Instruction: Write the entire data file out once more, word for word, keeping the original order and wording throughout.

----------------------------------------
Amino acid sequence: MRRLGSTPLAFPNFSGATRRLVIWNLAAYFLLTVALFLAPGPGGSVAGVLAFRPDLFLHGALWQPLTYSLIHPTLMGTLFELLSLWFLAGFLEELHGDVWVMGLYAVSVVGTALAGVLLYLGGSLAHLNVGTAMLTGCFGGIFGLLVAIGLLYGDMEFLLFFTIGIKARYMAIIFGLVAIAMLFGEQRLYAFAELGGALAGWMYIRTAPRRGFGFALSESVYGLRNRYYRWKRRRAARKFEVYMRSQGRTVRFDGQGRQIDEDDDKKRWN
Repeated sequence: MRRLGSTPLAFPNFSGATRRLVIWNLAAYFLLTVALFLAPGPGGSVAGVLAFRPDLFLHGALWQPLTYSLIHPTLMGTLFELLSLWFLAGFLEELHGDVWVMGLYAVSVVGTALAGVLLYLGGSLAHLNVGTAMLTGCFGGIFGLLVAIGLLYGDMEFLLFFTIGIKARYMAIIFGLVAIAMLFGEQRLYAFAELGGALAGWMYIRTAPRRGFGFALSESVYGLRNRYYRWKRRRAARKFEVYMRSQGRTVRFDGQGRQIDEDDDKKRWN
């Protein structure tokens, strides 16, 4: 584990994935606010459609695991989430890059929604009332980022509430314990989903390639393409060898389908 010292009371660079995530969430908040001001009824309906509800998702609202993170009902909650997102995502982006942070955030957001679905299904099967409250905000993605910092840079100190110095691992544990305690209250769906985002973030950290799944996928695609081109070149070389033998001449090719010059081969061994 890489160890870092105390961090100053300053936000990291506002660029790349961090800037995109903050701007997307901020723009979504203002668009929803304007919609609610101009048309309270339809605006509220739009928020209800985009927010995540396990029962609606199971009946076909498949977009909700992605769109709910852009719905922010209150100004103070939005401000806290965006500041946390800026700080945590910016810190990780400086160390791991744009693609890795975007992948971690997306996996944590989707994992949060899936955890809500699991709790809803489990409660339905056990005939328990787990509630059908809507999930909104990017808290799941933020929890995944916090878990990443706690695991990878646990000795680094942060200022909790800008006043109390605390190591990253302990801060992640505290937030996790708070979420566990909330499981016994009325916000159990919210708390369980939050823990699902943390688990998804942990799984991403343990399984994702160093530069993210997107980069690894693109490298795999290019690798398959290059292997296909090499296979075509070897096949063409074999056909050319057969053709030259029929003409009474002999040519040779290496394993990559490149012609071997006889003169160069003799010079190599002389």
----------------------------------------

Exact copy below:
Amino acid sequence: MRRLGSTPLAFPNFSGATRRLVIWNLAAYFLLTVALFLAPGPGGSVAGVLAFRPDLFLHGALWQPLTYSLIHPTLMGTLFELLSLWFLAGFLEELHGDVWVMGLYAVSVVGTALAGVLLYLGGSLAHLNVGTAMLTGCFGGIFGLLVAIGLLYGDMEFLLFFTIGIKARYMAIIFGLVAIAMLFGEQRLYAFAELGGALAGWMYIRTAPRRGFGFALSESVYGLRNRYYRWKRRRAARKFEVYMRSQGRTVRFDGQGRQIDEDDDKKRWN
Repeated sequence: MRRLGSTPLAFPNFSGATRRLVIWNLAAYFLLTVALFLAPGPGGSVAGVLAFRPDLFLHGALWQPLTYSLIHPTLMGTLFELLSLWFLAGFLEELHGDVWVMGLYAVSVVGTALAGVLLYLGGSLAHLNVGTAMLTGCFGGIFGLLVAIGLLYGDMEFLLFFTIGIKARYMAIIFGLVAIAMLFGEQRLYAFAELGGALAGWMYIRTAPRRGFGFALSESVYGLRNRYYRWKRRRAARKFEVYMRSQGRTVRFDGQGRQIDEDDDKKRWN
């Protein structure tokens, strides 16, 4: 584990994935606010459609695991989430890059929604009332980022509430314990989903390639393409060898389908 010292009371660079995530969430908040001001009824309906509800998702609202993170009902909650997102995502982006942070955030957001679905299904099967409250905000993605910092840079100190110095691992544990305690209250769906985002973030950290799944996928695609081109070149070389033998001449090719010059081969061994 890489160890870092105390961090100053300053936000990291506002660029790349961090800037995109903050701007997307901020723009979504203002668009929803304007919609609610101009048309309270339809605006509220739009928020209800985009927010995540396990029962609606199971009946076909498949977009909700992605769109709910852009719905922010209150100004103070939005401000806290965006500041946390800026700080945590910016810190990780400086160390791991744009693609890795975007992948971690997306996996944590989707994992949060899936955890809500699991709790809803489990409660339905056990005939328990787990509630059908809507999930909104990017808290799941933020929890995944916090878990990443706690695991990878646990000795680094942060200022909790800008006043109390605390190591990253302990801060992640505290937030996790708070979420566990909330499981016994009325916000159990919210708390369980939050823990699902943390688990998804942990799984991403343990399984994702160093530069993210997107980069690894693109490298795999290019690798398959290059292997296909090499296979075509070897096949063409074999056909050319057969053709030259029929003409009474002999040519040779290496394993990559490149012609071997006889003169160069003799010079190599002389």